I argue against mnemic reliabilism, an influential view that successful remembering must be produced by a reliable memory process. Drawing on empirical evidence from psychology and neuroscience, I refute mnemic reliabilism by demonstrating that: (1) patients with memory impairments (e.g., Alzheimer’s disease) can also successfully remember the past despite the unreliability of their corresponding memory processes; (2) some reliability-affecting factors (e.g., stress, divided attention, and insufficient encoding time) can render the memory processes of healthy individuals unreliable without preventing them from (...)
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  19. (In defence of) preservationism and the previous awareness condition: What is a theory of remembering, anyway?James Openshaw - 2023 - Philosophical Perspectives 37 (1):290-307.
    I suggest that the theories of remembering one finds in the philosophy of memory literature are best characterised as theories principally operating at three different levels of inquiry. Simulationist views are theories of the psychofunctional process type remembering. Causalist views are theories of referential remembering. Epistemic views are theories of successful remembering. Insofar as there is conflict between these theories, it is a conflict of integration rather than—as widely presented—head‐on disagreement. Viewed in this way, we can see the previous awareness (...)
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  20. Memory, Time, and Temporal Experience.Pan Shen - 2023 - Dissertation, Graduate School of the University of Maryland
  21. Trusting Traumatic Memory: Considerations from Memory Science.Alison Springle, Rebecca Dreier & Seth Goldwasser - 2023 - Philosophy of Science:1-14.
    Court cases involving sexual assault and police violence rely heavily on victim testimony. We consider what we call the “Traumatic Untrustworthiness Argument (TUA)” according to which we should be skeptical about victim testimony because people are particularly liable to misremember traumatic events. The TUA is not obviously based in mere distrust of women, people of color, disabled people, poor people, etc. Rather, it seeks to justify skepticism on epistemic and empirical grounds. We consider how the TUA might appeal to the (...)
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  22. Book Review SENOR, T. D. A critical Introduction to the Epistemology of Memory. London: Bloomsbury, 2019. [REVIEW]Robson Barcelos, Pamella Cossul & Bruna N. Richter - 2022 - Sofia 11:1-8.
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  23. Book Review SENOR, T. D. A critical Introduction to the Epistemology of Memory. London: Bloomsbury, 2019. [REVIEW]Pamella Cossul & Bruna N. Richter - 2022 - Sofia 11:1-8.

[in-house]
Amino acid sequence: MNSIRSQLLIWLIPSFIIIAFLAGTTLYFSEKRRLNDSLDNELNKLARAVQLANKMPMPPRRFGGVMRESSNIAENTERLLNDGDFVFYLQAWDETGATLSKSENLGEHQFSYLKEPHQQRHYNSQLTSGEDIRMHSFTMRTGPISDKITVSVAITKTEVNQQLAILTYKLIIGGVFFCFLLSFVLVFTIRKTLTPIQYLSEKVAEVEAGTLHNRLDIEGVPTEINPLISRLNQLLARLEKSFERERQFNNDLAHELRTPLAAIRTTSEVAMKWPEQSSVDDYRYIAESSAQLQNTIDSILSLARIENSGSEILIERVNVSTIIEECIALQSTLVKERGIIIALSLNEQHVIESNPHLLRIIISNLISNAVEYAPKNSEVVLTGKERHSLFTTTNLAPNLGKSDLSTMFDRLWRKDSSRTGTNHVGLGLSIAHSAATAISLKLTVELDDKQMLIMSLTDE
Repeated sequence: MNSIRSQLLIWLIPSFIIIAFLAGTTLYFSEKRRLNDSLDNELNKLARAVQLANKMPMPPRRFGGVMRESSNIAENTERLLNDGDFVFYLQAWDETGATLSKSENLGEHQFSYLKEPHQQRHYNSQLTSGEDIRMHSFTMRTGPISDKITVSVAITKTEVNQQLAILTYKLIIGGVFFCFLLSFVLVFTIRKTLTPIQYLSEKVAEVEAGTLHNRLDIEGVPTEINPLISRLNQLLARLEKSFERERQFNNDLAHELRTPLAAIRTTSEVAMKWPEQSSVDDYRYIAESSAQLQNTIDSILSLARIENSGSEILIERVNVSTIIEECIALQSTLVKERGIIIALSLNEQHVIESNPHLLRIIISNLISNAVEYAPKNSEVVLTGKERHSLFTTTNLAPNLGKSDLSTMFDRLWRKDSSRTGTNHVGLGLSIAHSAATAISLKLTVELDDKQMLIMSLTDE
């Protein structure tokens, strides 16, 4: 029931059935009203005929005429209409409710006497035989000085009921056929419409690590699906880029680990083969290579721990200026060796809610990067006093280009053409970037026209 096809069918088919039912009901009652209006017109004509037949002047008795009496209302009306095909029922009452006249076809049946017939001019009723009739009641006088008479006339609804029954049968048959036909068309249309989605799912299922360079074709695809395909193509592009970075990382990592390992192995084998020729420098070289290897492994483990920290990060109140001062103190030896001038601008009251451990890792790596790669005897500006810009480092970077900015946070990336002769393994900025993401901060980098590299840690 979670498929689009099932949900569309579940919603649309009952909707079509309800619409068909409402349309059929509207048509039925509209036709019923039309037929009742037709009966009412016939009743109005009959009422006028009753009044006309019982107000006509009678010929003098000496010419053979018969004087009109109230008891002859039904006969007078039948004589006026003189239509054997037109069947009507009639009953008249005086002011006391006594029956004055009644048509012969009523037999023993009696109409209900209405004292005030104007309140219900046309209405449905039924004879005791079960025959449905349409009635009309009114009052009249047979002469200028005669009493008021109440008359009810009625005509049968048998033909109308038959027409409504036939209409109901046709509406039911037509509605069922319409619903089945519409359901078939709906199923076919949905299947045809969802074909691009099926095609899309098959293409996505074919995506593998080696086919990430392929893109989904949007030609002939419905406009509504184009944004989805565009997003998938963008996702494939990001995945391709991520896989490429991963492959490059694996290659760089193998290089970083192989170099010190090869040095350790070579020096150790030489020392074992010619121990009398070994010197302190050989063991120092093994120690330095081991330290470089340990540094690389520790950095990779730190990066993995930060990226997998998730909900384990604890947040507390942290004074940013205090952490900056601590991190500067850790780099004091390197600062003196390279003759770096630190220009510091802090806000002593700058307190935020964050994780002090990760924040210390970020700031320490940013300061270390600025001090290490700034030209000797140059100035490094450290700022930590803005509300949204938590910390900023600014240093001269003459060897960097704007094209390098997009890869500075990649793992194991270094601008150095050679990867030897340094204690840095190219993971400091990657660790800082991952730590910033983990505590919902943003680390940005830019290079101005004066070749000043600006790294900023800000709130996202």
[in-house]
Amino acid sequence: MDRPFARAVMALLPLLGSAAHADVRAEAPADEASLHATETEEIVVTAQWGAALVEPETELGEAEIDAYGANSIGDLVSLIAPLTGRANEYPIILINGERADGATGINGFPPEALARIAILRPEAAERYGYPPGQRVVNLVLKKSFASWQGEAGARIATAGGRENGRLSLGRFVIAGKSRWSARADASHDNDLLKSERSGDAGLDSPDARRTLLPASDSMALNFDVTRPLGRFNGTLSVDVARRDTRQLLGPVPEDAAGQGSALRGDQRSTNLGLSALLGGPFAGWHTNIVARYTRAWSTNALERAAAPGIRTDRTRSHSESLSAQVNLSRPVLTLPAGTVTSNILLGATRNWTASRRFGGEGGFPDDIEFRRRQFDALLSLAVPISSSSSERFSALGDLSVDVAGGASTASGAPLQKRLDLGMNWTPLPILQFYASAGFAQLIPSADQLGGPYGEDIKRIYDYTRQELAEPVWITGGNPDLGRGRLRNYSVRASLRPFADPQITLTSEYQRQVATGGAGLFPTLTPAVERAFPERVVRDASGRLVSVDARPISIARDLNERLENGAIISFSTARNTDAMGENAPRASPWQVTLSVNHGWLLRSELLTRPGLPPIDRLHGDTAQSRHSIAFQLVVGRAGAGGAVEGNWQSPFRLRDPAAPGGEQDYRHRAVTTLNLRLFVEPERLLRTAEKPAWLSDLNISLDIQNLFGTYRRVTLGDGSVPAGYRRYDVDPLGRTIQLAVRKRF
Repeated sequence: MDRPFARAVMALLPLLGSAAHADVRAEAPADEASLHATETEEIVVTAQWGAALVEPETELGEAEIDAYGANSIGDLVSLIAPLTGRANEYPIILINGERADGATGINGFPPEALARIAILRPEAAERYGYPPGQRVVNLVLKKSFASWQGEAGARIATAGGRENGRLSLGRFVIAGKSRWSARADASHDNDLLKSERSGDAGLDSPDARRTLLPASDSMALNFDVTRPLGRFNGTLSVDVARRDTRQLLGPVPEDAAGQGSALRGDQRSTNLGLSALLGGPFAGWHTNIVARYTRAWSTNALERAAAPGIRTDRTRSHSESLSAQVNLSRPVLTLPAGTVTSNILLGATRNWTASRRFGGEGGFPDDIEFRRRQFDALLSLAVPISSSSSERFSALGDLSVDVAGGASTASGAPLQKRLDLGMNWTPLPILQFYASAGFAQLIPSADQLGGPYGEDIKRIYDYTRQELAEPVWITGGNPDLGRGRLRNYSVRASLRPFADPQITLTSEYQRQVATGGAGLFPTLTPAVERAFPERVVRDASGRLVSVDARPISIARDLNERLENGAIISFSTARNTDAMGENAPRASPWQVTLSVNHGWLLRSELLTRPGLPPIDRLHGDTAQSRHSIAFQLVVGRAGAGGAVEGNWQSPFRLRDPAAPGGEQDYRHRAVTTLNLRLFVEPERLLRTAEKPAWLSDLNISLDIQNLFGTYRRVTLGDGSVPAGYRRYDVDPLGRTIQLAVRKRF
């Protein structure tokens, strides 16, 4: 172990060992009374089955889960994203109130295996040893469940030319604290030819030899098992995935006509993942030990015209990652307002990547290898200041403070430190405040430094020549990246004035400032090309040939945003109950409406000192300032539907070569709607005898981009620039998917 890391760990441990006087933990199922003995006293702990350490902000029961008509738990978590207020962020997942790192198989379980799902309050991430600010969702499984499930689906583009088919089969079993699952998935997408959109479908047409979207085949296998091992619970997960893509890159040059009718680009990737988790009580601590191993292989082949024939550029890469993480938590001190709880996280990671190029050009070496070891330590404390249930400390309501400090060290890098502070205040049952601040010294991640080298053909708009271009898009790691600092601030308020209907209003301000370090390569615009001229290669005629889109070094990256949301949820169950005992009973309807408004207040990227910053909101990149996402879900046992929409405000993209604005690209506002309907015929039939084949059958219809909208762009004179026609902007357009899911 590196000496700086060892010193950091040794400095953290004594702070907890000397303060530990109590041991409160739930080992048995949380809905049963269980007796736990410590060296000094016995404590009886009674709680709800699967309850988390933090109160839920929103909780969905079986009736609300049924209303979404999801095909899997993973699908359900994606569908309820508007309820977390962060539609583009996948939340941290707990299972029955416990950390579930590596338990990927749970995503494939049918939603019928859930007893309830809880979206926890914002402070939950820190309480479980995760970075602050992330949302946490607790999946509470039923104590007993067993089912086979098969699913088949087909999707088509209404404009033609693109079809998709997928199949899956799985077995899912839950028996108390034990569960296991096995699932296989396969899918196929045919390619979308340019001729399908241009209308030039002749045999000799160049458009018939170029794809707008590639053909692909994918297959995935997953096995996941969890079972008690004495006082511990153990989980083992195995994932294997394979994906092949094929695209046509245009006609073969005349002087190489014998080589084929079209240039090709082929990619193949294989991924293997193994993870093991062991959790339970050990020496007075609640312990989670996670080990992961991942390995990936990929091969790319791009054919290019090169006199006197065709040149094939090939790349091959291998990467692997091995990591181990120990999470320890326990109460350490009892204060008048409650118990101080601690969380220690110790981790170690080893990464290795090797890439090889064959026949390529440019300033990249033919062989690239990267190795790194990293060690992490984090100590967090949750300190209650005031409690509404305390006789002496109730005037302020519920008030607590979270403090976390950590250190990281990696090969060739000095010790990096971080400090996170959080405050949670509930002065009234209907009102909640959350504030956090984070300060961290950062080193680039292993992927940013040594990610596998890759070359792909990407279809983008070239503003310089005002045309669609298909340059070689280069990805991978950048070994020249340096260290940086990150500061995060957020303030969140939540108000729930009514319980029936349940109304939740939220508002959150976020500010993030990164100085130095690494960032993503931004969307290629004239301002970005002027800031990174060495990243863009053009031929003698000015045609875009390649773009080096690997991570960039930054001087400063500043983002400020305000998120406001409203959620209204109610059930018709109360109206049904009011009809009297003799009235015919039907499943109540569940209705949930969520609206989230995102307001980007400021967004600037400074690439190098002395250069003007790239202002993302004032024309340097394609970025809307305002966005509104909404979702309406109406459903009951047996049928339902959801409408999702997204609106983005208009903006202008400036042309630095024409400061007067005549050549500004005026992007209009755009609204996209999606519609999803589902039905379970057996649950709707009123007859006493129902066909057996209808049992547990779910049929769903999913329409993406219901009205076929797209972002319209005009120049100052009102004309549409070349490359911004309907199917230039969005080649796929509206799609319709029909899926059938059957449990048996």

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  24. You Don’t Know What Happened.Matthew Frise - 2022 - In Andre Sant'Anna, Christopher McCarroll & Kourken Michaelian (eds.), Current Controversies in Philosophy of Memory. Routledge.
    I develop two reasons for thinking that, in most cases, not all conditions for knowing the past by way of episodic memory are met. First, the typical subject who accurately and justifiedly believes what episodic memory delivers is Gettiered, as her justification essentially depends on the falsehood that episodic memory functions like a storehouse. Second, episodic memory misrepresents often. If the subject has evidence of this she typically does not satisfy the justification condition for knowledge of the past from episodic (...)
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  25. A knowledge-first approach to episodic memory.Christoph Hoerl - 2022 - Synthese 200 (5):1-27.
    This paper aims to outline, and argue for, an approach to episodic memory broadly in the spirit of knowledge-first epistemology. I discuss a group of influential views of epsiodic memory that I characterize as ‘two-factor accounts’, which have both proved popular historically and have also seen a resurgence in recent work on the philosophy of memory. What is common to them is that they try to give an account of the nature of episodic memory in which the concept of knowledge (...)
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  26. Memory, Knowledge, and Epistemic Luck.Changsheng Lai - 2022 - Philosophical Quarterly 72 (4):896-917.
    Does ‘remembering that p’ entail ‘knowing that p’? The widely-accepted epistemic theory of memory answers affirmatively. This paper purports to reveal the tension between ETM and the prevailing anti-luck epistemology. Central to my argument is the fact that we often ‘vaguely remember’ a fact, of which one plausible interpretation is that our true memory-based beliefs formed in this way could easily have been false. Drawing on prominent theories of misremembering in philosophy of psychology, I will construct cases where the subject (...)
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  27. Remembering is not a kind of knowing.Changsheng Lai - 2022 - Synthese 200 (4):333.
    This paper purports to disprove an orthodox view in contemporary epistemology that I call ‘the epistemic conception of memory’, which sees remembering as a kind of epistemic success, in particular, a kind of knowing. This conception is embodied in a cluster of platitudes in epistemology, including ‘remembering entails knowing’, ‘remembering is a way of knowing’, and ‘remembering is sufficiently analogous to knowing’. I will argue that this epistemic conception of memory, as a whole, should be rejected insofar as we take (...)